Look closely at the energy-related news stories of the past dozen or so days, and, between the lines, you’ll see a theme: government makes predictions and assertions that cannot be backed up by data to protect or project preferred messaging.
The unusual collaboration of the University of Texas (UT) and the Environmental Defense Fund (EDF) conducted a first-ever detailed examination—more than 500 wells were analyzed—of individual drilling sites to determine the total amount of escaped methane from shale gas operations. The study was released on September 16 by the National Academy of Sciences. The New York Times story on the study opens with: “Drilling for shale gas through hydraulic fracturing, or fracking, appears to cause smaller leaks of the greenhouse gas methane than the federal government had estimated.” It reports: “Previous E.P.A. estimates relied on engineering calculations, and other studies gathered data via aircraft flights over drilling sites.”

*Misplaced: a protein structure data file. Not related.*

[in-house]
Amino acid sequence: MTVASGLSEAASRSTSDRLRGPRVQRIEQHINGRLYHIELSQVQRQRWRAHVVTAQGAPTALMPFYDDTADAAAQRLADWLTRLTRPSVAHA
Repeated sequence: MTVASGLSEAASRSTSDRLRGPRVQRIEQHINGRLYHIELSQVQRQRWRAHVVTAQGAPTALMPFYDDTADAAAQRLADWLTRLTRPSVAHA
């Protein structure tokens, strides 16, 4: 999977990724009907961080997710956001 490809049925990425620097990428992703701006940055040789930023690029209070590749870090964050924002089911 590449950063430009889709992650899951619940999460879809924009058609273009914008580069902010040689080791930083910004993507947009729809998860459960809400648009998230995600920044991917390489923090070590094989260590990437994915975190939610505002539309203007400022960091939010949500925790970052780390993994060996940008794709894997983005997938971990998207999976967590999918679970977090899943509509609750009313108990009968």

Why does this matter? Because environmental groups have used previous methane-leak estimates to claim that leaks offset the environmental benefits of the clean-burning natural gas the wells produce. Such claims are used to bolster fracking opposition. A September 17 press release from the US Senate Committee on Environment and Public Works states: “methane leakage from shale gas development is not releasing nearly as much methane as U.S. Environmental Protection Agency (EPA) had predicted. EPA’s grossly exaggerated estimates have been widely used by critics and far-left environmentalists to discredit the benefits of hydraulic fracturing.”
The exaggerated estimates of methane leaks came from a study released two years ago when two Cornell University scientists, Robert Howarth and Anthony Ingraffea, reported catastrophic levels of methane were being leaked by fracking operations. According to Forbes, “a slew of experts” discredited the research, which just reviewed EPA data and relied on estimates and hypotheticals.
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